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March 8, 2007

Copyright, the internet and the entertainment industry

I attended a terrific public address last night by Professor Terry Fisher (Harvard University) at the State Library organised by QUT's IP: KCE research group.

In 1 hour Fisher took us on a tour of copyright issues in the enertainment industry from the past, how they are affected today by the internet and he then suggested some alternative futures.

What made his presentation so effective was his use of an economic framework, not just a legal one, starting with consumption and production and reference to statistics of what was actually happening.

Although he used charts and only one video (the "Grey movie") his visual presentation was based on a mindmap (using Freemind) with links to charts on powerpoint and keynote.

He gave 4 possible futures (and suggested there might be a combination of one or all of them):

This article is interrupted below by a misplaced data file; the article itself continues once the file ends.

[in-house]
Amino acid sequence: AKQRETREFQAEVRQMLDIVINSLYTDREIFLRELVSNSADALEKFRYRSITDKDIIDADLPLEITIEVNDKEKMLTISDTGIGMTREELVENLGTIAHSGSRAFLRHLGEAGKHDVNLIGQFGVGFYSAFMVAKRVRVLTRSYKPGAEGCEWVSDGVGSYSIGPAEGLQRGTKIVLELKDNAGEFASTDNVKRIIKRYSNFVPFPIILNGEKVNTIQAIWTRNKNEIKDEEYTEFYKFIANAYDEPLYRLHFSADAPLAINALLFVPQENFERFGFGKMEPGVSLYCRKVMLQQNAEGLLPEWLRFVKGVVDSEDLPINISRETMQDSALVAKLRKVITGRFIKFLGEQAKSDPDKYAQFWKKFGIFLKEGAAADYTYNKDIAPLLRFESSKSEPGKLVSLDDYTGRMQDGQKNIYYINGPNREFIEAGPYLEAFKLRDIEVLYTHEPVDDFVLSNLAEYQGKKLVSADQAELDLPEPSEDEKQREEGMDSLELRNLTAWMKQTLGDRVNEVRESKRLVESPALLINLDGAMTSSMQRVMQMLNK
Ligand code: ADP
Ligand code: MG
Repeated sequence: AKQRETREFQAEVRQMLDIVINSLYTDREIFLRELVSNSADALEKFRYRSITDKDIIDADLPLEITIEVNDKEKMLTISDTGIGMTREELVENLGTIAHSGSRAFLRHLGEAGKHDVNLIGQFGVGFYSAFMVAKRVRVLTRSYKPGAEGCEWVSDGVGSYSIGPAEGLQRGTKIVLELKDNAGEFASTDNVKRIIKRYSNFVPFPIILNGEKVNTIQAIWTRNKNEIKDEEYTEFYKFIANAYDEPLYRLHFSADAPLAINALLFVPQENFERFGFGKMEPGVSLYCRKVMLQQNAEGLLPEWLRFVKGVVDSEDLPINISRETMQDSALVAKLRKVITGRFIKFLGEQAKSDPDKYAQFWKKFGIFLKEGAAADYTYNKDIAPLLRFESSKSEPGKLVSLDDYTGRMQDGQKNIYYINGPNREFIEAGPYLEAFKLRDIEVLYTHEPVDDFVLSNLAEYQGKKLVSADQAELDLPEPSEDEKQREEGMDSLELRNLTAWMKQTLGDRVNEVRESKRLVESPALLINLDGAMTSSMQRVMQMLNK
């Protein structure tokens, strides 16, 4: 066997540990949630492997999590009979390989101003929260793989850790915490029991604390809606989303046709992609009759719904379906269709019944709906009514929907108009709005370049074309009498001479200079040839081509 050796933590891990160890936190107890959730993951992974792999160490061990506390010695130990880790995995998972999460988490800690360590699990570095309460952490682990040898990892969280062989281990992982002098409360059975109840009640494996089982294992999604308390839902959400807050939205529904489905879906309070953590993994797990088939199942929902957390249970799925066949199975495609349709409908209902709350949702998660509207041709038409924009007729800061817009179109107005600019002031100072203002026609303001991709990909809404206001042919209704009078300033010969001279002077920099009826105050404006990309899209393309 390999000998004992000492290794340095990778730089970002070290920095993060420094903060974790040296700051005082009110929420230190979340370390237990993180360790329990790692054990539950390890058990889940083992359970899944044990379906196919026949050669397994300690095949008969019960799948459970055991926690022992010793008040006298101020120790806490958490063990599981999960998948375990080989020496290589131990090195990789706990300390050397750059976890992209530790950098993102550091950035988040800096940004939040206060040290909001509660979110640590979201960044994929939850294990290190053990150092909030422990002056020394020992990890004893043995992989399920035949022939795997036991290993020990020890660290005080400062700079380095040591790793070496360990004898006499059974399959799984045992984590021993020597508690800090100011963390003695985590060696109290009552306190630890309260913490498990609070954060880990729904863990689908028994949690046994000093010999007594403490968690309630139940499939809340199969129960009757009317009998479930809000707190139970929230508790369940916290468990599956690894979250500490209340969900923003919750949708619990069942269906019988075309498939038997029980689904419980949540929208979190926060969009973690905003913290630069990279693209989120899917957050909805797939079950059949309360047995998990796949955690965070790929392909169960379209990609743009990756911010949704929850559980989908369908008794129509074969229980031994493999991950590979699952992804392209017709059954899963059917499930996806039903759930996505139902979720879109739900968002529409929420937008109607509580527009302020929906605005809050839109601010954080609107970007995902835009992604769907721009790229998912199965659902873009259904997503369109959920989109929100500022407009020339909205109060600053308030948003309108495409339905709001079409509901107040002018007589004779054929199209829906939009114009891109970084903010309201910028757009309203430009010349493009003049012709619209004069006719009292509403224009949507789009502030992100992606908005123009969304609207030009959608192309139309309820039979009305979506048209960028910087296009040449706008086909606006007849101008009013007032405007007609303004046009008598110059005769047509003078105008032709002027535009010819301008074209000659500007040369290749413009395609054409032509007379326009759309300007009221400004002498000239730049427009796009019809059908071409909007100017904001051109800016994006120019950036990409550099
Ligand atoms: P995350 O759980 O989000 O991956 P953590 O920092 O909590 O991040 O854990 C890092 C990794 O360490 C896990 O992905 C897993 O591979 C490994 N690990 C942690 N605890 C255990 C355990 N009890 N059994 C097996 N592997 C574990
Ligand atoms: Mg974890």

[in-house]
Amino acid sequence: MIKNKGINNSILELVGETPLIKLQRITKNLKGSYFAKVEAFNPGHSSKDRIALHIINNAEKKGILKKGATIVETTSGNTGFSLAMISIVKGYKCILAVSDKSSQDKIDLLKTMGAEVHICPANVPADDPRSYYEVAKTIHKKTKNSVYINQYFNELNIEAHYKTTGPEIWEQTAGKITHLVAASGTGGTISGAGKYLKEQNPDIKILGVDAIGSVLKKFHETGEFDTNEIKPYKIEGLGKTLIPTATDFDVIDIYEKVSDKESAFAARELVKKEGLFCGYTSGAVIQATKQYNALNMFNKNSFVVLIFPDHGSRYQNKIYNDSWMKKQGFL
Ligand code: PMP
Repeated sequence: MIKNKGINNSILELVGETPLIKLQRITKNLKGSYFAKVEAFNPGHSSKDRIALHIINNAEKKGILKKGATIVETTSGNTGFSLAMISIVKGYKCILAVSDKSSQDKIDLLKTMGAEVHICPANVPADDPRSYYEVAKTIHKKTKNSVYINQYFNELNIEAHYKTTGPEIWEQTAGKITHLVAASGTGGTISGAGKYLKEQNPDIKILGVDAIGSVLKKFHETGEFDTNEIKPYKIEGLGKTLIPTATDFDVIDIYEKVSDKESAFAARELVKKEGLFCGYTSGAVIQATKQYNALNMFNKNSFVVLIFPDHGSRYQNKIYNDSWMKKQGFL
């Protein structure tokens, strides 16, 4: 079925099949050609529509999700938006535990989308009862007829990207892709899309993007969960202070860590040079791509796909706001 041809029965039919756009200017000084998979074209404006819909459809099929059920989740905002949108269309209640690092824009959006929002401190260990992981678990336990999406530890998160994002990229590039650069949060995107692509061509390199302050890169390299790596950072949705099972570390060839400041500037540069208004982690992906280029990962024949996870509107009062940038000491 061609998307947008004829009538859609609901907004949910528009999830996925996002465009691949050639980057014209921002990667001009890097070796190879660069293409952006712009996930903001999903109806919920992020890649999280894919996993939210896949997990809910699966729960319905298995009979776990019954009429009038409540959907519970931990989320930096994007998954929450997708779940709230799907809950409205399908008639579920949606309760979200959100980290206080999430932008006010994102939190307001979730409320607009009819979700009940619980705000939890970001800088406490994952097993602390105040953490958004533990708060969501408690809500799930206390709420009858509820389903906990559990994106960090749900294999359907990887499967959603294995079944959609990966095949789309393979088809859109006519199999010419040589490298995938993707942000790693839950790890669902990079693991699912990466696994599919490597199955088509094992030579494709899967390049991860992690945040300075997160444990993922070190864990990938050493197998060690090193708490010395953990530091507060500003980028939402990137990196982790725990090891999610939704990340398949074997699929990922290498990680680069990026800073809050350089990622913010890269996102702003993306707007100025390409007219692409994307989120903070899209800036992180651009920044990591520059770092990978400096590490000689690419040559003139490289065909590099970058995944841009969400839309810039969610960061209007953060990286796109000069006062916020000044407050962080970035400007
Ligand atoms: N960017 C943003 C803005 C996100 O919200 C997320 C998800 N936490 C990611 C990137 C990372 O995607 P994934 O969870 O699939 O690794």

1. Strengthen existing IP rights
2. Reinforce self-help strategies
3. An alternative compensation system.(the most radical)
4. A renewed entertainment ecology.

He argued that the existing entertainment giants prefer 1 and 2. He is in favour of 3 and if not 3, then 4.

Number 3 (a new compensation system) proposes that there be no copyright for digital content but that there be a new tax to pay creators of content including a tax of $5 a month per user of broadband internet services. The money would be distributed based on the frequency of consumption (ie watching/listening) not by downloads. Any counting technology would need to overcome privacy issues and manipulation.

His next best alternative is 4, a whole new framework which compensates creators fairly but makes digital content freely available by allowing new business models.

He gave an example of a new project in which he has an interest: Noank Media.

Summary: a whirlwind 1 hour tour of the issues plus an insight into possible futures.

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Posted 8th March 2007 by David Jacobson in Legal, Web/Tech